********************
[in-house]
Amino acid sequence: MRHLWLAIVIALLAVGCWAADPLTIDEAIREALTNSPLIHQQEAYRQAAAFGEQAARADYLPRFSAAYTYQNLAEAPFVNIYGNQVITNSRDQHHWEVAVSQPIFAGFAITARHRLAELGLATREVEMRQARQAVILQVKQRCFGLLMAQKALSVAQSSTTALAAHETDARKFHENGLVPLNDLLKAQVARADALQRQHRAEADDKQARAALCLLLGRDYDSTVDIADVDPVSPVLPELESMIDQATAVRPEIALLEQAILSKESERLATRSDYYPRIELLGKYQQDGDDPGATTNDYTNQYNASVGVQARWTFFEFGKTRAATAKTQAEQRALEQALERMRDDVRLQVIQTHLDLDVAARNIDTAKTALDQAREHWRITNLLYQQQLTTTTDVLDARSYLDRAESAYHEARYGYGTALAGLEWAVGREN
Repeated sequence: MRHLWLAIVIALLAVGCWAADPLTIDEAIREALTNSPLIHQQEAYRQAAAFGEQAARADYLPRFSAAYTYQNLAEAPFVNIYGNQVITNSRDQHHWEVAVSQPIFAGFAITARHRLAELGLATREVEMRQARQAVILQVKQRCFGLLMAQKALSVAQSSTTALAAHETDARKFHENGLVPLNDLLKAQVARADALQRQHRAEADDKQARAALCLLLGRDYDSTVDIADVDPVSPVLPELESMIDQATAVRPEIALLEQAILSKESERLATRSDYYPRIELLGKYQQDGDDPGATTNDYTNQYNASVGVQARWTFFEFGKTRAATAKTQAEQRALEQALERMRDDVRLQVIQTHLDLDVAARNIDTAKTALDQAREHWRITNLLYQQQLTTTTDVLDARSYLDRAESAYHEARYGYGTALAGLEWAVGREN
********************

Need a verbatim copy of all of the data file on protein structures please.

[in-house]
Amino acid sequence: MRHLWLAIVIALLAVGCWAADPLTIDEAIREALTNSPLIHQQEAYRQAAAFGEQAARADYLPRFSAAYTYQNLAEAPFVNIYGNQVITNSRDQHHWEVAVSQPIFAGFAITARHRLAELGLATREVEMRQARQAVILQVKQRCFGLLMAQKALSVAQSSTTALAAHETDARKFHENGLVPLNDLLKAQVARADALQRQHRAEADDKQARAALCLLLGRDYDSTVDIADVDPVSPVLPELESMIDQATAVRPEIALLEQAILSKESERLATRSDYYPRIELLGKYQQDGDDPGATTNDYTNQYNASVGVQARWTFFEFGKTRAATAKTQAEQRALEQALERMRDDVRLQVIQTHLDLDVAARNIDTAKTALDQAREHWRITNLLYQQQLTTTTDVLDARSYLDRAESAYHEARYGYGTALAGLEWAVGREN
Repeated sequence: MRHLWLAIVIALLAVGCWAADPLTIDEAIREALTNSPLIHQQEAYRQAAAFGEQAARADYLPRFSAAYTYQNLAEAPFVNIYGNQVITNSRDQHHWEVAVSQPIFAGFAITARHRLAELGLATREVEMRQARQAVILQVKQRCFGLLMAQKALSVAQSSTTALAAHETDARKFHENGLVPLNDLLKAQVARADALQRQHRAEADDKQARAALCLLLGRDYDSTVDIADVDPVSPVLPELESMIDQATAVRPEIALLEQAILSKESERLATRSDYYPRIELLGKYQQDGDDPGATTNDYTNQYNASVGVQARWTFFEFGKTRAATAKTQAEQRALEQALERMRDDVRLQVIQTHLDLDVAARNIDTAKTALDQAREHWRITNLLYQQQLTTTTDVLDARSYLDRAESAYHEARYGYGTALAGLEWAVGREN